Simple advice, big payoffU.K. best practice books spark IT improvement projects
Can you be too thin?Thin clients aren't for everyone, but if you decide to make the leap, here are some issues to consider
Information becomes a weapon
Network-centric warfare lets warfighters win major operations, but its role in fighting insurgencies remains vague
Bush’s 2007 budget seeks to tap IT’s efficiencies
Requested increases for DHS, Justice signal growing respect for information technology
Small growth in IT budget
Budget request supports future DOD warfighting plans
Comings and goings
Editorial: The culture war
Flyzik: Give RFID a chance
Lisagor: Are you missing your mission?
Welles: When retirement looms large
Whiteman: How to find a federal IT job
McMillen is at home in history
NARA's first public liaison strives for candor, openness with the institution's constituents
Wanted: Feds who can write
VA offers School at Work
Library of Congress to use image tool for sound restoration
Navy shows off light, fast Stiletto
Ruggedized Durabook hits the scene
Macromedia Studio 8 gets productivity boost
Telcos regroup for 2006
As dust settles on two telecom mergers, remade companies plan for the future
Small company shows how to win business
The company that came in from the cold
New (fiscal) year resolution: Get your IT budget fit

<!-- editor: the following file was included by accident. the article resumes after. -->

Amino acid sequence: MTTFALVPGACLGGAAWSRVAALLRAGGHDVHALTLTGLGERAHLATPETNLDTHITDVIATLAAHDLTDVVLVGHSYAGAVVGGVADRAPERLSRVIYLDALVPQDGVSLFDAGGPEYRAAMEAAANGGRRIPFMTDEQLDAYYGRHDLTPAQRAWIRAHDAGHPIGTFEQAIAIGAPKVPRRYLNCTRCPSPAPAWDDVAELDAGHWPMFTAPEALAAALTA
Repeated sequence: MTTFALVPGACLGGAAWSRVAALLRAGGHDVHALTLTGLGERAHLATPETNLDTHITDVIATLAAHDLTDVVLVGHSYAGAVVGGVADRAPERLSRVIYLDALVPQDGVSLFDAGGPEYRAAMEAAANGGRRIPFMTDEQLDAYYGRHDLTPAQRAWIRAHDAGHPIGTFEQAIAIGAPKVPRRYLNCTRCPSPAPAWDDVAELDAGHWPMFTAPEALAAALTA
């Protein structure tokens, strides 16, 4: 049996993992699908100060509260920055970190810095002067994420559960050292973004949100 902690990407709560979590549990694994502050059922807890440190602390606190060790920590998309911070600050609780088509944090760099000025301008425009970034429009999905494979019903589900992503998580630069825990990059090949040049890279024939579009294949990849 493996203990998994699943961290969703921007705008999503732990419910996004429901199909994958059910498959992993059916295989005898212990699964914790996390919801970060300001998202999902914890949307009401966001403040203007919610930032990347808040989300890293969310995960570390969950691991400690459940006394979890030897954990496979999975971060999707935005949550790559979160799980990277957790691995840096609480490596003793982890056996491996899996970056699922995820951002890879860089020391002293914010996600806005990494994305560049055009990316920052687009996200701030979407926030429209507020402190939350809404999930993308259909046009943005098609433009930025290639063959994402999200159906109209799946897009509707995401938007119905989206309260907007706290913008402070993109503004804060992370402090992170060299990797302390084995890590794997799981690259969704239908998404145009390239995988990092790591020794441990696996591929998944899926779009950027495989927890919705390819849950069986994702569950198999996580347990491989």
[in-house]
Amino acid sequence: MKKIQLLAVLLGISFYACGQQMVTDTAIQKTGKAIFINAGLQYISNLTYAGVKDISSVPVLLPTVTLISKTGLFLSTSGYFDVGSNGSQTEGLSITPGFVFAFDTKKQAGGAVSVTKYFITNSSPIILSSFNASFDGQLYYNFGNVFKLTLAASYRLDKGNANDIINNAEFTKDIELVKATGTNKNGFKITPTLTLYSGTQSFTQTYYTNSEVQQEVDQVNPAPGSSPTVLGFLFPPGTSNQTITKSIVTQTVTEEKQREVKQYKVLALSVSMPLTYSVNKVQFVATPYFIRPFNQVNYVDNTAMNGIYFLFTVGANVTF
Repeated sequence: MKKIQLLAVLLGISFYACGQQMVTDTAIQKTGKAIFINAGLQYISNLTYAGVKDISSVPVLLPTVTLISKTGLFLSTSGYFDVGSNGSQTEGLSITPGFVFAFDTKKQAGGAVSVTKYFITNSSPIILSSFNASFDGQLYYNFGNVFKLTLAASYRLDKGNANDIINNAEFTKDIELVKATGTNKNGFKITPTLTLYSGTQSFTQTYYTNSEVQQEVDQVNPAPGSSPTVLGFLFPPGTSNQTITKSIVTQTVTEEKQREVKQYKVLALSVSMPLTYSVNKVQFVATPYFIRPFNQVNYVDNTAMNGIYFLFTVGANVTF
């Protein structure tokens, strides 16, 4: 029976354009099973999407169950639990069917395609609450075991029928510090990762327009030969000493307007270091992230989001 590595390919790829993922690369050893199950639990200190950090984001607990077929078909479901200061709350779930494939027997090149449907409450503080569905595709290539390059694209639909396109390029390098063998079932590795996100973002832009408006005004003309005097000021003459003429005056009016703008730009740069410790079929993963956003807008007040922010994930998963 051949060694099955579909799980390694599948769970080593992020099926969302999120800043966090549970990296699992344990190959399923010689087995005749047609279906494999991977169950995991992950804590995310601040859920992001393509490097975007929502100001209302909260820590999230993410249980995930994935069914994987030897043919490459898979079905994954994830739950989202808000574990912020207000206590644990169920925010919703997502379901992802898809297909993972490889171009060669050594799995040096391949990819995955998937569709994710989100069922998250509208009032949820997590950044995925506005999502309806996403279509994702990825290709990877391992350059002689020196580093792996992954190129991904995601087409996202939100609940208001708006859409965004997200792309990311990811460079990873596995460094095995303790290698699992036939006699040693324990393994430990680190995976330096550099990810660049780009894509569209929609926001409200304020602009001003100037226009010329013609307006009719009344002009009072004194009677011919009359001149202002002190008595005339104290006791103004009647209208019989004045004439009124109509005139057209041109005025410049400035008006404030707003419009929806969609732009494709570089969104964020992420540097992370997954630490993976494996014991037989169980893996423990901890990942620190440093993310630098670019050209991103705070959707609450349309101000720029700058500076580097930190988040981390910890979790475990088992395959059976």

Tips for learning to do more with less
Share-in-savings on life support
US-VISIT under the microscope
States scramble to implement voting standards
DOD speeds PKI development
A few minutes with Leslie Barry
E-Mail this page
Save the date for 28th annual Federal 100 Awards Gala.
March 30, 2017
The U.S. has to look at its experience in developing post-9/11 counterterrorism policies to inform efforts to formalize cybersecurity policies, says a senior official.
With the pre-award protests all resolved in GSA's favor, is the $50 billion IT services contract now bulletproof?
A brief history of the Holman Rule, and what it likely means for appropriations, agency programs and individual feds.
Some state government officials object to the Department of Homeland Security's move to add election infrastructure to the roster of 16 existing federal "critical infrastructure" areas.
The one-year revival of the Holman Rule in the House gives lawmakers the authority to reduce the federal workforce or cut employee pay legislatively.
Steve Kelman suggests that satellite launches hold a lesson -- and a warning -- for the future of IT acquisition.
8609 Westwood Center Drive, Suite 500Vienna, VA 22182-2215 703-876-5100
© 1996-2016 1105 Media, Inc. All Rights Reserved. This copy is for your personal, non-commercial use only.To order presentation-ready copies for distribution to colleagues, clients or customers, visit: www.1105Reprints.com